Scotron11 From United Kingdom, joined Feb 2004, 1178 posts, RR: 3 Posted (10 years 10 months 3 weeks 5 days 21 hours ago) and read 3695 times:
Twenty-five years ago I flew on PA801 JFK-NRT which I believe, at that time, was the longest non-stop sector. The equipment was a 747SP.
Boeing then produced the 743 which enabled all airlines on the JFK-NRT run to offer non-stop service. In Europe, on the Australia run, it was normal to have 2-3 stops. Eventually with the 743 and the 744 these flights became one-stops. Now we have the A345 SIN-LAX & SIN-EWR non-stops.
My question is: All this has taken place over the last 25 years. What is the future of long-haul non-stops? I know Boeing will produce the 777LR but what do you think will be the replacement and aircraft flying non-stop NYC-SYD and LON-SYD? It surely has to happen.
Moby From Netherlands, joined Jun 2004, 11 posts, RR: 0
Reply 1, posted (10 years 10 months 3 weeks 5 days 16 hours ago) and read 3568 times:
My wild guess is that this can happen, as you know airliners are operating in a most cost efficient way, so if it's sure they can have the flight non stop Europe-Australia full for 80% they will do it, otherwise they will operate their schedules just as they do now.
Stop in SIN loads of people out and loads of new pax in.. It's all a matter of money.
But hey what do you prefer have a stop over and be able to wlak around the airport a little or sit another somany hours in a metal tube.
Scotron11 From United Kingdom, joined Feb 2004, 1178 posts, RR: 3
Reply 2, posted (10 years 10 months 3 weeks 5 days 16 hours ago) and read 3520 times:
It was an article in the NY Times in which the correspondent flew EWR-SIN via AMS (Was not overly impressed with the 3 hour layover) and then the non-stop back to NYC. Much preferred the non-stop as he was able to sleep for 13 hours!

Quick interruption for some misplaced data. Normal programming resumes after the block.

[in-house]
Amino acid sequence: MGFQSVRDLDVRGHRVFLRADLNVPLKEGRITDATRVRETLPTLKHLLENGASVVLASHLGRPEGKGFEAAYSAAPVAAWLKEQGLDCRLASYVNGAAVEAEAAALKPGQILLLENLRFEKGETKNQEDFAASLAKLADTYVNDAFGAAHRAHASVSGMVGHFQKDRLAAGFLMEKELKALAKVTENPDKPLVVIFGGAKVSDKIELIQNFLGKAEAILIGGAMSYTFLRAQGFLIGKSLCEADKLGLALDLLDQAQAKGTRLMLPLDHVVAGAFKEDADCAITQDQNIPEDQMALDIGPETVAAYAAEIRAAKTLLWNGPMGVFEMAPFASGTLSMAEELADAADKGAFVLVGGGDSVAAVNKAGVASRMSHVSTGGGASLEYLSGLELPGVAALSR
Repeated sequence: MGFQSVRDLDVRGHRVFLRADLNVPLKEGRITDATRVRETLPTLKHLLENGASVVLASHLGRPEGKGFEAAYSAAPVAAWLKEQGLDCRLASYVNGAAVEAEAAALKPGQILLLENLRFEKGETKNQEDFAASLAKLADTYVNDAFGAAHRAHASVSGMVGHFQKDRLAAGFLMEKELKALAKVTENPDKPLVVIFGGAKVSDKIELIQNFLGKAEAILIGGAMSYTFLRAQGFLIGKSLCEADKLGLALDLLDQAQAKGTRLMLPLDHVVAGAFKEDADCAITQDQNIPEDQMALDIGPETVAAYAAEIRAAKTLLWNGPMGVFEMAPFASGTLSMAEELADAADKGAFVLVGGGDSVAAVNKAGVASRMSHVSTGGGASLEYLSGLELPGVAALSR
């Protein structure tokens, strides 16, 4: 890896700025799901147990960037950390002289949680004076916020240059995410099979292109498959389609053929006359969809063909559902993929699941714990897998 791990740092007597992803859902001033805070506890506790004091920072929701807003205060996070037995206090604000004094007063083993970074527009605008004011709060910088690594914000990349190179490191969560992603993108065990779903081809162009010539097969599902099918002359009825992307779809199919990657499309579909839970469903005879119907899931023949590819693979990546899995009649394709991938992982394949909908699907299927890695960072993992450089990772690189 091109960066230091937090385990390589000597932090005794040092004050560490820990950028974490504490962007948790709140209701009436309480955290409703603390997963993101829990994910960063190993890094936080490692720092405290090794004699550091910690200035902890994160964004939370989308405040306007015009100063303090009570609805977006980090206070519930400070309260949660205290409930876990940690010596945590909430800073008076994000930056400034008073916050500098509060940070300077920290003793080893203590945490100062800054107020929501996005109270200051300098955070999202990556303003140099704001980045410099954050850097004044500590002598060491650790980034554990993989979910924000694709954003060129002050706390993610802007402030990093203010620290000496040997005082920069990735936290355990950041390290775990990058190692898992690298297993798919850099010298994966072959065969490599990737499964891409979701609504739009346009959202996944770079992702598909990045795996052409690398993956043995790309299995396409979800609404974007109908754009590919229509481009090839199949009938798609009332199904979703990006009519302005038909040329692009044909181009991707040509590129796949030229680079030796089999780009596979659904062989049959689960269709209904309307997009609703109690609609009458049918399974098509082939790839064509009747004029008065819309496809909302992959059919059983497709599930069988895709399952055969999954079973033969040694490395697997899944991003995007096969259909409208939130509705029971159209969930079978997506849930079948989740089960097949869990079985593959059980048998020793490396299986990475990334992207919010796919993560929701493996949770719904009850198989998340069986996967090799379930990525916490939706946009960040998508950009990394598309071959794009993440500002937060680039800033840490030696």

Hz747300 From Hong Kong, joined Mar 2004, 1818 posts, RR: 1
Reply 3, posted (10 years 10 months 3 weeks 5 days 15 hours ago) and read 3504 times:
Slept for 13 hours!?! There must have been sleep enhancers used, probably alcohol.
Does Qantas fly to NYC via LAX on a code-share, or on its own jet? There is a Qantas sign at the JFK check-in but I never have seen a Qantas jet. I would think that the loads would have to be high for those flights, and that a SYD-NYC run would be profitable. Certainly, once in place it would create its own market.
BuyantUkhaa From Mongolia, joined May 2004, 2965 posts, RR: 3
Reply 10, posted (10 years 10 months 3 weeks 5 days 3 hours ago) and read 2516 times:
There's a lot of non-stop flights that are currently possible to fly with the aircraft available on today's market, but are not offered simply because they wouldn't be profitable. One can obviously think of many examples.
On the other hand, there are a few non-stop flights that cannot be offered by today's aircraft, but that would (probably) be profitable if and when technology is able to deliver. There aren't that many city pairs that would justify the development of a new aircraft with a range even bigger than the A340-500 (and soon the 777LR) - let's face it, with these planes you can already cover almost the entire world. But let's think, which would those city pairs be?
LEO777 From United States of America, joined Apr 2004, 113 posts, RR: 0
Reply 11, posted (10 years 10 months 3 weeks 4 days 22 hours ago) and read 1983 times:
A possible long haul flight in the future might also be ORD-JNB.
There is also a sign at ORD that reads Qantas but if I am correct that is on codeshare with AA.
ORD-SIN could possibly open up again as the demand increases between both cities.
You got to be careful if you don't know where you're going, because you might not get there.
Malb777 From Australia, joined Jul 2004, 462 posts, RR: 1
Reply 13, posted (10 years 10 months 3 weeks 4 days 21 hours ago) and read 1880 times:
Not to keen on the nonstops my self. I remember my first flight to Australia back in 1974, London, Frankfurt,Bahrain,Kuala Lumpur,Singapore,Sydney Melbourne. on a QF 742.Took a long time but at least we could walk around airports stretch out, Last flight to UK was Brisbane ,Bangkok ,London return, on TG 777 & 7474 Quicker but I think I suffered jetlag more on this flight than before. Either that or I am just getting older
thank god i was not born a bird. this type of flying is much better